At one level, yes, this campaign is about dollars, it’s about money.  But to say it’s only about dollars and debt is too crass and far too literal and completely misses the point.   How we spend our dollars and work our debt to the benefit of the kingdom matter to God.  Money is a powerful symbol of what matters most in life, which is why Jesus was furious with the money-changers in the temple, because they were making it about the money and not about the worship and service to God.  The campaign is not only about the dollars and debt, but about the people—and over the next couple of weeks you will hear stories about people who have witnessed God’s love directly as a result of what we were able to accomplish through the renovation and taking on this debt.  But now the debt needs to go away.

            If the ministry and witness of this church matter ultimately to God and to us, then we will want to do whatever it takes to ensure that it thrives and can be all that it can be.  If the future vision of this ministry and witness mean something to you, then you will want to do whatever it takes to allow the ministry to thrive and prosper.   Today we enter into a season of prayerful discernment, leading up to Commitment Sunday on May 29, when we will make our three-year pledge.  Between now and then we are asking everyone to take stock of their lives, to think about what this ministry means to you and those you love, and then ask God in prayer, what your part will be in helping us embrace this vision.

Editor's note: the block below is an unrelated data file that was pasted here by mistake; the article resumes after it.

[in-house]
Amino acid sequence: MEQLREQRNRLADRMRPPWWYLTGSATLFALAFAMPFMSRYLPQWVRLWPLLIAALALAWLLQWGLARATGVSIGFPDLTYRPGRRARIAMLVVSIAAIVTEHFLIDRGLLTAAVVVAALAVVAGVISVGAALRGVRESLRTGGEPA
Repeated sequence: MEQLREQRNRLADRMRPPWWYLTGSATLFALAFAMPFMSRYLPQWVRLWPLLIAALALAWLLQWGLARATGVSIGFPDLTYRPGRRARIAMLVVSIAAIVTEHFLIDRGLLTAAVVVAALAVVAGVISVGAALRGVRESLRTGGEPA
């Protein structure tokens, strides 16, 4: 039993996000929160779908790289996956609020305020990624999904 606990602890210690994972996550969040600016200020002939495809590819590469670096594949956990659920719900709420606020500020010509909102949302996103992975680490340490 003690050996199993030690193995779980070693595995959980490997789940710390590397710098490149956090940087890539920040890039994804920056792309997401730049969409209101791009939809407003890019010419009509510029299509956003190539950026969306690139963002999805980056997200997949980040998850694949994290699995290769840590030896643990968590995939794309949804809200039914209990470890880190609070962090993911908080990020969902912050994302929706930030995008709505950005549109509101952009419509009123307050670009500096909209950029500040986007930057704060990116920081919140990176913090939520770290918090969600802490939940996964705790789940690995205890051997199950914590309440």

Now if you’re not a member of this church or maybe here for the first time, let me say, this is not the usual fare coming from this pulpit.  But whether one is a member of this church or not, the vision God has for the church and for each of our lives is of ultimate significance to God.  Realizing, reaching, embracing God’s vision or will is never easy, it’s a struggle, but a struggle that is worth it all for the joy one receives knowing that one’s life is participating in the work of God.
            So here are some things to consider this Holy Week: What can I do to help accomplish God’s will—for this church, for my life, for the world?  What commitment can I make that is meaningful to me?  What can I give that demonstrates my faith, my devotion, my love for God’s will? Is something new being asked of you?  What is the vision worth to you?   What cost, what sacrifice am I able to make or, perhaps, called to make? What will it cost to know such joy?

            And, finally, what matters most this week is that we fix our eyes upon Jesus.  As the letter to the Hebrews urged us:  “Let us fix our eyes on Jesus, the author and perfecter of our faith, who for the joy set before him endured the cross, scorning its shame, and sat down at the right hand of the throne of God” (Hebrews 12:2, NIV).  Did you notice the order here?  It’s important.  “…who for the joy set before him endured the cross….”  That’s how one embraces the vision.

[1] Cf. the hymn, “What Wondrous Love is This,” written by William Walker (1809-1875).
[2] Cf. the hymn, “Immortal Invisible, God Only Wise,” written by Walter Chalmers Smith (1824-1908).